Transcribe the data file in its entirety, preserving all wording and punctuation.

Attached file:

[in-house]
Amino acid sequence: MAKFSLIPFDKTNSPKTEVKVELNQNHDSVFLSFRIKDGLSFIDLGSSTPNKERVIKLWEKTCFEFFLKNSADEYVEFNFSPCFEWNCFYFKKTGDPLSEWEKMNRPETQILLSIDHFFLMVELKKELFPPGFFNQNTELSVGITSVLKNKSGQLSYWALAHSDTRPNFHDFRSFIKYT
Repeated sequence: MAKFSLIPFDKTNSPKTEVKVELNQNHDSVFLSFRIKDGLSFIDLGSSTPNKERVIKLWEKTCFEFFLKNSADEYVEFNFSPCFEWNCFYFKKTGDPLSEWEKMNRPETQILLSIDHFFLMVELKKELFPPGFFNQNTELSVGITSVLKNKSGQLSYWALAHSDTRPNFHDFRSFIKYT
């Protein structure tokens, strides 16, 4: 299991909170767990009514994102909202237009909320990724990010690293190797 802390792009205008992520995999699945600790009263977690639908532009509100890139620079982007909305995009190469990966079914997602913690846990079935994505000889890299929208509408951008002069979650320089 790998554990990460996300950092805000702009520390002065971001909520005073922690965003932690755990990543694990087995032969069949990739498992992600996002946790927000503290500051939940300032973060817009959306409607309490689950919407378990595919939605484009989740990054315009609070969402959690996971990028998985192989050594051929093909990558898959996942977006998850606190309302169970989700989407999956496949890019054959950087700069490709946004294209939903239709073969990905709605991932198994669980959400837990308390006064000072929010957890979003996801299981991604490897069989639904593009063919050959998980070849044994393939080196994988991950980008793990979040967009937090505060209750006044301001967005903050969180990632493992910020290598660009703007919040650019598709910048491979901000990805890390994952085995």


[in-house]
Amino acid sequence: MAKFSLIPFDKTNSPKTEVKVELNQNHDSVFLSFRIKDGLSFIDLGSSTPNKERVIKLWEKTCFEFFLKNSADEYVEFNFSPCFEWNCFYFKKTGDPLSEWEKMNRPETQILLSIDHFFLMVELKKELFPPGFFNQNTELSVGITSVLKNKSGQLSYWALAHSDTRPNFHDFRSFIKYT
Repeated sequence: MAKFSLIPFDKTNSPKTEVKVELNQNHDSVFLSFRIKDGLSFIDLGSSTPNKERVIKLWEKTCFEFFLKNSADEYVEFNFSPCFEWNCFYFKKTGDPLSEWEKMNRPETQILLSIDHFFLMVELKKELFPPGFFNQNTELSVGITSVLKNKSGQLSYWALAHSDTRPNFHDFRSFIKYT
């Protein structure tokens, strides 16, 4: 299991909170767990009514994102909202237009909320990724990010690293190797 802390792009205008992520995999699945600790009263977690639908532009509100890139620079982007909305995009190469990966079914997602913690846990079935994505000889890299929208509408951008002069979650320089 790998554990990460996300950092805000702009520390002065971001909520005073922690965003932690755990990543694990087995032969069949990739498992992600996002946790927000503290500051939940300032973060817009959306409607309490689950919407378990595919939605484009989740990054315009609070969402959690996971990028998985192989050594051929093909990558898959996942977006998850606190309302169970989700989407999956496949890019054959950087700069490709946004294209939903239709073969990905709605991932198994669980959400837990308390006064000072929010957890979003996801299981991604490897069989639904593009063919050959998980070849044994393939080196994988991950980008793990979040967009937090505060209750006044301001967005903050969180990632493992910020290598660009703007919040650019598709910048491979901000990805890390994952085995």